Voices of a People's History
Voices of a People's History


get started
find partners
cast your performance
spice it up
promote your event
plan for your event
the day of your event
after your event

  1. Pull together a team of people who can fully commit to organizing an event, publicizing it, organizing all the logistics, and doing it professionally.
  2. Request that one person from your organization or network be designated an Event Coordinator here. No event can be performed until we have approved an Event Coordinator. The Event Coordinator is responsible for correspondence with Voices, for filling out the Evaluation Form after your event, and for handling the donations and finances.
  3. Choose a venue for your performance. Nothing is worse than a large venue with no one in it. It’s better to have people overflowing a smaller venue than have a few rows in a huge auditorium. A key part of any Voices reading is the connection between the performers and the audience, so it’s best to find a space with a) excellent acoustics b) good site lines for the audience c) an intimate feel (even large venues can have this) and d) the technical infrastructure for a good event — good sound, good lighting, space for tables and for people to gather, a green room for performers, a sound board with outputs for video and audio recording. Location is key — is your venue accessible on public transportation? Is it well known to the community? Does it provide its own ticket services and security? Does it have its own community audience? Cost is also an important factor. Some venues have nonprofit rates. Halls with unionized workers sometimes are more expensive, but generally provide much better support and also fit best the spirit of voices. All that said, do try to get as large a venue as you think you can fill. Audience participation is vital. And we want as many people to be able to see Voices as possible. A larger event (or series of smaller ones) can also raise more money for Voices, our featured partners, and your own work.
  4. Choose a date (or dates) for your performance(s). Keep in mind that Mondays are “dark” nights for most theaters, so often a very good night for actors. But most important is to pick a date far enough in advance that you can properly publicize it, and a night when you can get the most people to turn up, which might mean choosing a Friday or Saturday night instead. Also, every year, we will be encouraging people to organize events on or near Indigenous People’s Day — traditionally known as Columbus Day — to challenge the traditional telling of the conquest of the Americas, and our nation’s history more generally. Be sure to look at local and national calendars to avoid conflicts with religious holidays, school holidays or exam periods, and major political, sporting, or entertainment events.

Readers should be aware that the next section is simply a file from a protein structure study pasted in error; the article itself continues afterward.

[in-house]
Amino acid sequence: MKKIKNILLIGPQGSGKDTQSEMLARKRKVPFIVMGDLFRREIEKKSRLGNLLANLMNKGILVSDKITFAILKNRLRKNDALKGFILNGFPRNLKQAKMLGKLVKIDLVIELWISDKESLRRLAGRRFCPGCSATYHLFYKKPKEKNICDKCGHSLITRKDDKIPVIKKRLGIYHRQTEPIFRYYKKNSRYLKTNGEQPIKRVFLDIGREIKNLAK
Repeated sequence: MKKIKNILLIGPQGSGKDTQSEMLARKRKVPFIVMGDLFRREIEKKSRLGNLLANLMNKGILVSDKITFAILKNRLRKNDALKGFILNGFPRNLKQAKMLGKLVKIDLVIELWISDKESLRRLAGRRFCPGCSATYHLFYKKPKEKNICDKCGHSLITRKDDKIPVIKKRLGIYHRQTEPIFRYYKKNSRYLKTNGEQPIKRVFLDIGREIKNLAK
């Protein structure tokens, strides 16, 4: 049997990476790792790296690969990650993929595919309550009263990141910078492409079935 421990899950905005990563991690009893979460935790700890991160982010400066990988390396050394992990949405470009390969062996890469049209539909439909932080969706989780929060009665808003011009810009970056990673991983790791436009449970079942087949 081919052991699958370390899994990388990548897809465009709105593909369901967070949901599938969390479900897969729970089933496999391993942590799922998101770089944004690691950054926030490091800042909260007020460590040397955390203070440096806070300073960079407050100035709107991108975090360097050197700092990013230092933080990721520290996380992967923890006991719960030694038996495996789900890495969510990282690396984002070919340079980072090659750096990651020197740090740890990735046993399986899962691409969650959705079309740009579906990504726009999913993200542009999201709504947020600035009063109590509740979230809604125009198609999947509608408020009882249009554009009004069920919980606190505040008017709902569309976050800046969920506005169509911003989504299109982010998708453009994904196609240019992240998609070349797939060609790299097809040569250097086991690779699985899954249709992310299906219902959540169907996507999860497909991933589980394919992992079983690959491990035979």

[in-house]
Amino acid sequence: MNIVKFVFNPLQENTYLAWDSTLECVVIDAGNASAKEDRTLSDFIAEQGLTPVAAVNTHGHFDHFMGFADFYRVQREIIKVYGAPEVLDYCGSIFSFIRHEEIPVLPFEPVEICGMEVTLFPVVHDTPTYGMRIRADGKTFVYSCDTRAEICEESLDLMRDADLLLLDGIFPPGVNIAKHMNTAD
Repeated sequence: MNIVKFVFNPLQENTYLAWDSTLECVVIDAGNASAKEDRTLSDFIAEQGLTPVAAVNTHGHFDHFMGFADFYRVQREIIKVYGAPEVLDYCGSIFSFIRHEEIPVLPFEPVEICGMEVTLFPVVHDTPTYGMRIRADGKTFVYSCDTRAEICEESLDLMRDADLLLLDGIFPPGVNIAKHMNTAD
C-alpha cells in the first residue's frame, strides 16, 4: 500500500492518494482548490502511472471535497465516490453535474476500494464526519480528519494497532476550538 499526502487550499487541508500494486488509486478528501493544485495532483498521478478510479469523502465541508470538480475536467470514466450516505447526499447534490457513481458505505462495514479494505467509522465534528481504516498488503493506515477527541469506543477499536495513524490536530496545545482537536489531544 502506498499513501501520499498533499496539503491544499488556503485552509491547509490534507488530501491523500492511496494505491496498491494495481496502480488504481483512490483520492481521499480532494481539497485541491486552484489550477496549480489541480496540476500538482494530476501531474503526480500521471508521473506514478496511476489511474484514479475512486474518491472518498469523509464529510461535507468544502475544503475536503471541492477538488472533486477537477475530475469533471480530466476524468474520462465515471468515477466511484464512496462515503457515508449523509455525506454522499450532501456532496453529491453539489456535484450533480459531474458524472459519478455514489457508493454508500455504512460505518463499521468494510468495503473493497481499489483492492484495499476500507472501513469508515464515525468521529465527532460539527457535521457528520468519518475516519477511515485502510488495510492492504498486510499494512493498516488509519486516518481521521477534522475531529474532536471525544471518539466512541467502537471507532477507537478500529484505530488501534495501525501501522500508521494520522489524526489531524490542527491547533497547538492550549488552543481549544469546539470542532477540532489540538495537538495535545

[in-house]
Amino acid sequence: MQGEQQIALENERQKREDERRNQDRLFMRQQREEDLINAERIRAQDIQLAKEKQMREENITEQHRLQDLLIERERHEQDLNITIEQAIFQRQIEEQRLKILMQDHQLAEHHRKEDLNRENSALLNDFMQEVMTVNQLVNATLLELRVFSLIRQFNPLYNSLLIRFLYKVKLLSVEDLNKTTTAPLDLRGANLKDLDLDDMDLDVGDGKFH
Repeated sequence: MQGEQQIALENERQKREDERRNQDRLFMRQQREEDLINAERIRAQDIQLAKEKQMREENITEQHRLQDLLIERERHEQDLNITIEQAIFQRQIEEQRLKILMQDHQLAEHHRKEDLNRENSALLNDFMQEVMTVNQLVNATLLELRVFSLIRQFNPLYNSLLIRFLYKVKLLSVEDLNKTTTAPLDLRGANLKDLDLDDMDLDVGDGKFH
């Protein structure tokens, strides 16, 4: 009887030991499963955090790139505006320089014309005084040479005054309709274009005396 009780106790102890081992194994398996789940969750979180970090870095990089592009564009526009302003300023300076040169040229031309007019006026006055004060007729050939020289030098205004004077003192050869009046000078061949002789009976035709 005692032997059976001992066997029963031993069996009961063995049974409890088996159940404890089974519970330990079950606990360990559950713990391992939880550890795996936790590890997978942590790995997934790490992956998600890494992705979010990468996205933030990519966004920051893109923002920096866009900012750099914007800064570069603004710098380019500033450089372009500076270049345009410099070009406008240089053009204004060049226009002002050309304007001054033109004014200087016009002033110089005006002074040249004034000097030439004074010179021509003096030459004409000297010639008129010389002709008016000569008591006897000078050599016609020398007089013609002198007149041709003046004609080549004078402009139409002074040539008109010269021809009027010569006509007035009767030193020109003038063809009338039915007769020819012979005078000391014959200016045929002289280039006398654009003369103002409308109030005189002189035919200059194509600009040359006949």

5. Set your ticket prices and find your ticket vendor. Keep in mind that while we want to raise as much money as we can through Voices performances, we don’t want to create barriers to people coming. So consider making a special student rate, a low income rate, a main ticket price, and then a higher tier of tickets for people who will pay a “solidarity rate” to support our work. Be sure to read the fine print on any ticket service charges that come along with a venue that has its own box office (these can be high) and especially if you set up an account with an outside vendor.
  6. Download the script here.
  7. Create and distribute your script. In addition to the standard script (see previous item), check out the optional readings and guidelines on adding or cutting readings here. You will want to make these decisions early, so you can cast your show accordingly, so actors have time to prepare, and so anyone working on lighting, staging, sound, or recording can also anticipate the technical needs and features of the program. Generally actors want two versions of the script: a coil-bound version that allows them to follow long and see their place in the overall show and then loose print outs of each reader’s individual sides, clearly marked, generally in a larger, more readable font (16 or 18 point font tends to work well). Make sure page breaks only occur at a line break (a period) or paragraph break, to eliminate danger of your readers missing words or having an awkward pause when turning pages.